Can Amniotic Fluid Replenish Itself?

The fetus will continue to produce amniotic fluid even if there is a leak, but it may not be enough if there is a heavy leak (13). In a few cases, the amniotic sac may reseal itself and prevent fluid leakage. However, more studies are required to understand the resealing of the sac and replenishing of amniotic fluid after a leak.

Frequently Asked Questions

1. Why do I experience more discharge in general during pregnancy?

It is normal to experience more vaginal discharge during pregnancy due to the softening of the cervical and vaginal walls and the increased progesteroneiXHormone produced in the ovaries that plays a key role in pregnancy levels. The softening causes an increase in the discharge to prevent any infectious agent from entering the uterus through the vagina (14).

2. Can I leak amniotic fluid and not have contractions?

Yes, you may leak amniotic fluid and not have contractions with it. This may indicate a premature delivery or discharge that is not amniotic fluid (15). As mentioned above in the signs and symptoms, you may differentiate between an amniotic fluid discharge and other discharge based on its color, texture, and flow.

3. Can amniotic fluid leak if my cervix is closed?

Yes, the fetal membrane may rupture even when the cervix is closed and cause amniotic fluid leakage. Although its exact cause may not be known, it is believed to occur from the breakage of the weakest membrane point from an infection, trauma, or internal pressure (16).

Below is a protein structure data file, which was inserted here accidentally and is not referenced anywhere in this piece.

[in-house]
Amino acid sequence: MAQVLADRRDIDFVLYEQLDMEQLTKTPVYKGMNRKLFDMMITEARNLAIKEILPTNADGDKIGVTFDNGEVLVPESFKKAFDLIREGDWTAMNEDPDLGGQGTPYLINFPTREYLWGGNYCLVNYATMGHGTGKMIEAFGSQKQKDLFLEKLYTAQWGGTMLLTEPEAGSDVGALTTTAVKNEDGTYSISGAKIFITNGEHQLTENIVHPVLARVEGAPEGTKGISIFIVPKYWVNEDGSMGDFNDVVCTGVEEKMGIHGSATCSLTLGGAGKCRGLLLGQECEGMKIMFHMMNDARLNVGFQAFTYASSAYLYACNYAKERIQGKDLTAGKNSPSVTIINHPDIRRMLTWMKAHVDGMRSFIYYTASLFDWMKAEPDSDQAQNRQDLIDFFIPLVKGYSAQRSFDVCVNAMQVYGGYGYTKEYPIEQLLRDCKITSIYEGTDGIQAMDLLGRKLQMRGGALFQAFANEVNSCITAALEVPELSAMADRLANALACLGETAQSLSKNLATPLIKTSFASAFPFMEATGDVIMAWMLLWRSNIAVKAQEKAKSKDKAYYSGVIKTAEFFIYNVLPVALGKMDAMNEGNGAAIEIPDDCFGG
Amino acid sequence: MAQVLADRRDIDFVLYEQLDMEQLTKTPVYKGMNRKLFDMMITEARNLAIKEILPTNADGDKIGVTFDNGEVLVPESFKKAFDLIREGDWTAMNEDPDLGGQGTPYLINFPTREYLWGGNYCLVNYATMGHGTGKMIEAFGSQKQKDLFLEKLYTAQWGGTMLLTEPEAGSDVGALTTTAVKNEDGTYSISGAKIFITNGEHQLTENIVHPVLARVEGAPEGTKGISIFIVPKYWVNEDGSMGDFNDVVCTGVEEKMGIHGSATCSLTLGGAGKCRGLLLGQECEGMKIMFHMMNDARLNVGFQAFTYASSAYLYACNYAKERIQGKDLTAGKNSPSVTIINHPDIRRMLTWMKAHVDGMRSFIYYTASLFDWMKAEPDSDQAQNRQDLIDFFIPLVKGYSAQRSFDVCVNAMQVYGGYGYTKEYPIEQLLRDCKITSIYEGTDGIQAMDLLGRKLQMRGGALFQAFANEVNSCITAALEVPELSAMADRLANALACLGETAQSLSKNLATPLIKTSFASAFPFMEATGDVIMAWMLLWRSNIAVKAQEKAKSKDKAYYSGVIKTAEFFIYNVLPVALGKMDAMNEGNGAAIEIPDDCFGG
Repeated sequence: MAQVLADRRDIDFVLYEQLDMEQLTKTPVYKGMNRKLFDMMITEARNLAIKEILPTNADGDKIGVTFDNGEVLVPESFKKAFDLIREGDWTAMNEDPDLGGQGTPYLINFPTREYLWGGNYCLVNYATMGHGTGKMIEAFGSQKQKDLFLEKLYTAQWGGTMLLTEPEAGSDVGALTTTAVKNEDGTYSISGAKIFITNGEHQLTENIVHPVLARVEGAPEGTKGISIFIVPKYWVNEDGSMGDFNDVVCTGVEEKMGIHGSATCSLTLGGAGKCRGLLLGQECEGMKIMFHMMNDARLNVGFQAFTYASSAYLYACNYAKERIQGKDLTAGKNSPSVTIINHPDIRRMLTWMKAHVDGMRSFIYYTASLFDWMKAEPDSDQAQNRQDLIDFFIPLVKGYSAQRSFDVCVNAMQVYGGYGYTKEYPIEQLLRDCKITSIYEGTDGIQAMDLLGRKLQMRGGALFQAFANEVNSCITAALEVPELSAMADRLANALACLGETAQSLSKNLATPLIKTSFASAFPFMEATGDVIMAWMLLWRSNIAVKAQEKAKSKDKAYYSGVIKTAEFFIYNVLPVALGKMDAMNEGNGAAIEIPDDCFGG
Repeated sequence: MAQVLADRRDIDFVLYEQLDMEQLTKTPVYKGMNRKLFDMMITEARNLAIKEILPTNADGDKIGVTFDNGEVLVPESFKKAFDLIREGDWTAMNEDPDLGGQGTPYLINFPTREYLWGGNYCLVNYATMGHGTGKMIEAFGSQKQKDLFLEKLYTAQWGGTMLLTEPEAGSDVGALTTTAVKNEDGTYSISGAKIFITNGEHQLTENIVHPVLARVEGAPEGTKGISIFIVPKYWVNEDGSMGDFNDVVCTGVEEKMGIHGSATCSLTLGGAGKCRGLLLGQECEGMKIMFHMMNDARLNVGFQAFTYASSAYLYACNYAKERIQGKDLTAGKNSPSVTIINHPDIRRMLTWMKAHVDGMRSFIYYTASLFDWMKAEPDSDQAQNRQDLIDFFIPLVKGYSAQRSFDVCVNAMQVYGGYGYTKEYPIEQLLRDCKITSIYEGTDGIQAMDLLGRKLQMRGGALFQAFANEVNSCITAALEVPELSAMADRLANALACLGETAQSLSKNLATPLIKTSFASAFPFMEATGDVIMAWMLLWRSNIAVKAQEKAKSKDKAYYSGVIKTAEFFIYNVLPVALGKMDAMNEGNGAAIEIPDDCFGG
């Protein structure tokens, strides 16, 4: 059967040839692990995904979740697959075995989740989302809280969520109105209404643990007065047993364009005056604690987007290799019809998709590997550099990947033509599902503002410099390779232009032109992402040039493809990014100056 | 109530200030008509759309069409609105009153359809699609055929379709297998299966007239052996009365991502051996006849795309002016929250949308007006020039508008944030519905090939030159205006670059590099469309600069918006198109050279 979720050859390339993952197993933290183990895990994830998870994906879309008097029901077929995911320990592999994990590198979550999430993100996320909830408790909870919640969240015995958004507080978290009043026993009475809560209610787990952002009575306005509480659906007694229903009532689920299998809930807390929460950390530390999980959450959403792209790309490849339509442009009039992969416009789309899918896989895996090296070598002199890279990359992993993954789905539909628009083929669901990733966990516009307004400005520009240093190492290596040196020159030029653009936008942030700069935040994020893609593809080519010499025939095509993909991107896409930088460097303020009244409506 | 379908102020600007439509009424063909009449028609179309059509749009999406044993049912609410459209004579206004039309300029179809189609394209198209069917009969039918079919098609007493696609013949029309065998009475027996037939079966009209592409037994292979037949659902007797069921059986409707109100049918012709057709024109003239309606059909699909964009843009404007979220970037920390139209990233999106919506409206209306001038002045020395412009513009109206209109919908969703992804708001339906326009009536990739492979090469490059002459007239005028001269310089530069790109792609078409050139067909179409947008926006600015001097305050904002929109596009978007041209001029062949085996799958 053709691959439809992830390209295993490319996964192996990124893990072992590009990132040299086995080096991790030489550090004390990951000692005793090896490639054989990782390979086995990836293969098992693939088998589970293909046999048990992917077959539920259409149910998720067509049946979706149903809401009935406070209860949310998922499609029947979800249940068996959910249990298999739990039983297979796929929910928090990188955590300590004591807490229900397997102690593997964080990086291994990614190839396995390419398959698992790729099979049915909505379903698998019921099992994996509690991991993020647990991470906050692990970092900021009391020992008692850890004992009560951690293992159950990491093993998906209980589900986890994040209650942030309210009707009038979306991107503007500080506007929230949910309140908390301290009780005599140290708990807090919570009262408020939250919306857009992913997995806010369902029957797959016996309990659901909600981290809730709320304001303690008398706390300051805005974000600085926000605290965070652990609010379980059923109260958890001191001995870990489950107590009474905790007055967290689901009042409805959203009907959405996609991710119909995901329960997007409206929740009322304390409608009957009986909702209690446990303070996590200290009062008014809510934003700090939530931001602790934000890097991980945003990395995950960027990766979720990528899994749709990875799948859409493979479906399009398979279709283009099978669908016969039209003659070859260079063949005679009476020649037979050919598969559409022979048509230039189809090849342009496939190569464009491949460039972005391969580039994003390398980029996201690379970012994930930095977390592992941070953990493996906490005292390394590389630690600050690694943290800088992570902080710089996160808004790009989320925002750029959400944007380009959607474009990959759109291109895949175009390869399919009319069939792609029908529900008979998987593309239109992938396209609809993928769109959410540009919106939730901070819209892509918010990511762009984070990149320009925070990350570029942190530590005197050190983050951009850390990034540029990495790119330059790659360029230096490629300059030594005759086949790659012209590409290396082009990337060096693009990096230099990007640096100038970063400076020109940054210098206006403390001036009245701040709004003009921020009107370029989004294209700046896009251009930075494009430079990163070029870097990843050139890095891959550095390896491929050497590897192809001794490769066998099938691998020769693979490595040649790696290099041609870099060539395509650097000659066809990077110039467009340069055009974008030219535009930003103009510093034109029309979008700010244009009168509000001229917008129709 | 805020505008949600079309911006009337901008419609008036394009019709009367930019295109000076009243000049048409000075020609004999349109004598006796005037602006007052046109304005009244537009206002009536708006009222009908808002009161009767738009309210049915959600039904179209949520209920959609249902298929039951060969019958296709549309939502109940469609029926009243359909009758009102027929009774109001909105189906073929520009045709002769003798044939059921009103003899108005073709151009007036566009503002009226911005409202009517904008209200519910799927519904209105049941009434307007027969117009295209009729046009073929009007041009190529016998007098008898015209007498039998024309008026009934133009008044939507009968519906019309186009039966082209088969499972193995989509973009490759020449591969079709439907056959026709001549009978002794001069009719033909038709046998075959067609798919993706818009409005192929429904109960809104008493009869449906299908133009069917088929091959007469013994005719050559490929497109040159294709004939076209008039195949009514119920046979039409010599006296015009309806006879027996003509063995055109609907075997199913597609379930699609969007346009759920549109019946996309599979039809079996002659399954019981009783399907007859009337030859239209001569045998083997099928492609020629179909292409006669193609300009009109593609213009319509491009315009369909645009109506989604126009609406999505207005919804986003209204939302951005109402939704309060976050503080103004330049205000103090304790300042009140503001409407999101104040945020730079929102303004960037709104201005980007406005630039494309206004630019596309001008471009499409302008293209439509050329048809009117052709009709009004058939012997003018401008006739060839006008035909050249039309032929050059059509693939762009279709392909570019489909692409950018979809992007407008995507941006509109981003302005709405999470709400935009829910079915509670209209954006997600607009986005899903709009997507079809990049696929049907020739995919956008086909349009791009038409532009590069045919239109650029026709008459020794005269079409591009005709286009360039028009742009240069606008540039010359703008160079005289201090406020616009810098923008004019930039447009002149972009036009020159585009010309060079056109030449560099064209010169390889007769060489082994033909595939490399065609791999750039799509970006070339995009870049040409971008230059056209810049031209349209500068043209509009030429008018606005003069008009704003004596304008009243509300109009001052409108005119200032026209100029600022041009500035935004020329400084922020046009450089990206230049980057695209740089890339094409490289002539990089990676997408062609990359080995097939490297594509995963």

4. How is amniotic fluid measured?

There are two ways of measuring amniotic fluid; both are done with an ultrasound. The first way is called the amniotic fluid index (AFI), and the second is the single deepest vertical pocket (MVP). To measure the AFI, the womb is broken down into four quadrants, and each quadrant is measured. The normal levels, when added up, should be between five and 24. To measure the MVP, the largest fluid area is measured in the greatest vertical dimension. The normal level is between 2 and 8 centimeters,” Dr. Langsam observes.

5. Can the baby move after the water breaks?

When the amniotic sac breaks and the water gushes out, the fetal position may change and the baby may slide further down in preparation for labor (17). According to experts, some women may feel reduced fetal activity, but the baby will keep moving until the mother goes into labor (18).

6. How long can I go with amniotic fluid leaking?

If you do not enter labor within 24 hours of the water breaking, you and your baby may be at an increased risk for infection (19). Therefore it is vital to promptly consult a doctor if you notice an amniotic fluid leak.

7. Does drinking water increase amniotic fluid?

A few studies indicate that pregnant women with low amniotic fluid levels (oligohydramnios) experienced a significant increase in fluid volume after drinking an extra two liters of water within two hours (20). However, more studies are needed to prove this hypothesis, and it’s essential to consult your healthcare provider before consuming excessive water during pregnancy.

8. Is the amniotic fluid sticky?

The amniotic fluid is typically clear, not sticky. However, if you spot leakage of a sticky substance, it could indicate that your mucus plug has been released. You may identify the mucus plug by its clear, off-white, or slightly bloody appearance, about one to two tbsp in volume. It also has a stringy, sticky, and jelly-like texture (21) (22).